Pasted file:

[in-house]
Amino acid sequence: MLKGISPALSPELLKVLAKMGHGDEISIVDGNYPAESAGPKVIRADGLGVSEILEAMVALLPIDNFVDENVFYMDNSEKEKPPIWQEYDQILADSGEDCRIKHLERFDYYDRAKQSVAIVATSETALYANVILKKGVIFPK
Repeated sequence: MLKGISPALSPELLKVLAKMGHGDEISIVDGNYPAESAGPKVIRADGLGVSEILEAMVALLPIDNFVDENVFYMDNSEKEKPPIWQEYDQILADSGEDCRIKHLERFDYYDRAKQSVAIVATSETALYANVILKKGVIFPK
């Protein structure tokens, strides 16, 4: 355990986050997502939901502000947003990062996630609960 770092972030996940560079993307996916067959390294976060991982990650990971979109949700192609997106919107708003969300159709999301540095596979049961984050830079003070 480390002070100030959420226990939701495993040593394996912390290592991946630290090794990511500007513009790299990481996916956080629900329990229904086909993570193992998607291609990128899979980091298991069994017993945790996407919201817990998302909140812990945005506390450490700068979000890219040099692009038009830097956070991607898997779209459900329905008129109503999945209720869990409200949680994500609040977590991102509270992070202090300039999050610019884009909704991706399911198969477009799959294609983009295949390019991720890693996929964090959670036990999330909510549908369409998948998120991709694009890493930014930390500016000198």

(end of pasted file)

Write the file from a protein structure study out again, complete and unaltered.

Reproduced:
[in-house]
Amino acid sequence: MLKGISPALSPELLKVLAKMGHGDEISIVDGNYPAESAGPKVIRADGLGVSEILEAMVALLPIDNFVDENVFYMDNSEKEKPPIWQEYDQILADSGEDCRIKHLERFDYYDRAKQSVAIVATSETALYANVILKKGVIFPK
Repeated sequence: MLKGISPALSPELLKVLAKMGHGDEISIVDGNYPAESAGPKVIRADGLGVSEILEAMVALLPIDNFVDENVFYMDNSEKEKPPIWQEYDQILADSGEDCRIKHLERFDYYDRAKQSVAIVATSETALYANVILKKGVIFPK
């Protein structure tokens, strides 16, 4: 355990986050997502939901502000947003990062996630609960 770092972030996940560079993307996916067959390294976060991982990650990971979109949700192609997106919107708003969300159709999301540095596979049961984050830079003070 480390002070100030959420226990939701495993040593394996912390290592991946630290090794990511500007513009790299990481996916956080629900329990229904086909993570193992998607291609990128899979980091298991069994017993945790996407919201817990998302909140812990945005506390450490700068979000890219040099692009038009830097956070991607898997779209459900329905008129109503999945209720869990409200949680994500609040977590991102509270992070202090300039999050610019884009909704991706399911198969477009799959294609983009295949390019991720890693996929964090959670036990999330909510549908369409998948998120991709694009890493930014930390500016000198």